“The most everyday object is a vessel; a vehicle of my thoughts.” —Pablo Picasso

If I have learned one thing during my two years at Marywood, it is that as a sculptor, I am also an object-maker. It is very important as both an artist and sculptor to know when to stop making sculptures and to begin making objects. Creating simply to create is a freeing act and thus will bring forth better art. And besides, what is a sculpture if not a collection of meager objects?

When I work in the studio I am constantly on a quest to increase the amount of materials and elements that can be used in one of my sculptures. If I enjoy a shape, I mold it and then cast it for later use. I do the same with colors, patina, and various design elements. Each individual object I create is compared to in progress sculptures and can end up anywhere. A new application can finish a sculpture, add to a past work, or even begin a new edition of work.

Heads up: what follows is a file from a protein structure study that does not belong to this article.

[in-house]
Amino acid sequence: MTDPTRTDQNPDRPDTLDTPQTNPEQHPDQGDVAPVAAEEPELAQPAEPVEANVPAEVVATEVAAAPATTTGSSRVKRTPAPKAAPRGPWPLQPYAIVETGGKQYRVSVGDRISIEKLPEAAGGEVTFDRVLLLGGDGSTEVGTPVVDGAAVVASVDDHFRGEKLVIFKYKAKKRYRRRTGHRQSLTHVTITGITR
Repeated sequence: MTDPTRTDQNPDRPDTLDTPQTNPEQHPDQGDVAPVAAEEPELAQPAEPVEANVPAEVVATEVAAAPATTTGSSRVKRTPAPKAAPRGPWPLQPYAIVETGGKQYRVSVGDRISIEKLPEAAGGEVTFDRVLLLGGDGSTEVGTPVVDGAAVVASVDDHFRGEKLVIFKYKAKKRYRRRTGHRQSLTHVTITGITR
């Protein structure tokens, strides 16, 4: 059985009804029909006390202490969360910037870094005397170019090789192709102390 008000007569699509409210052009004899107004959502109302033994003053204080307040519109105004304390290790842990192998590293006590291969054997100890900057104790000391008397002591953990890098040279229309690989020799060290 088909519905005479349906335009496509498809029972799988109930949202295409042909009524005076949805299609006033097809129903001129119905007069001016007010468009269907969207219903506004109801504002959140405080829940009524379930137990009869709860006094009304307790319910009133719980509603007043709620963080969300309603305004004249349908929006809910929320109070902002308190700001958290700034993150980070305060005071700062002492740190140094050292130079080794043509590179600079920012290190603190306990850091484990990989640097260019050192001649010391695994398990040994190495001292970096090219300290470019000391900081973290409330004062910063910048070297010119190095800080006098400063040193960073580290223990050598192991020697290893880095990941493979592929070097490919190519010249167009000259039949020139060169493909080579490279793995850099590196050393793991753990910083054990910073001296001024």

This process brings about the importance of studio findings. Any past element or neglected project can become a crucial role in a new venture or bring about fresh creativity. A casting of a figure can become a handle for a tool. A carving can take on new life with a variation in finish. An old bronze can develop a patina that now makes sense somewhere else. Everything, both past and present, plays a huge role in art. Object making is one of the most important things a sculptor can do. You free yourself from a preconceived concept and begin to create directly from your own desire. Once you tap into this potential I promise you will find that the art that you produce will become much more cohesive and something wonderfully personal.

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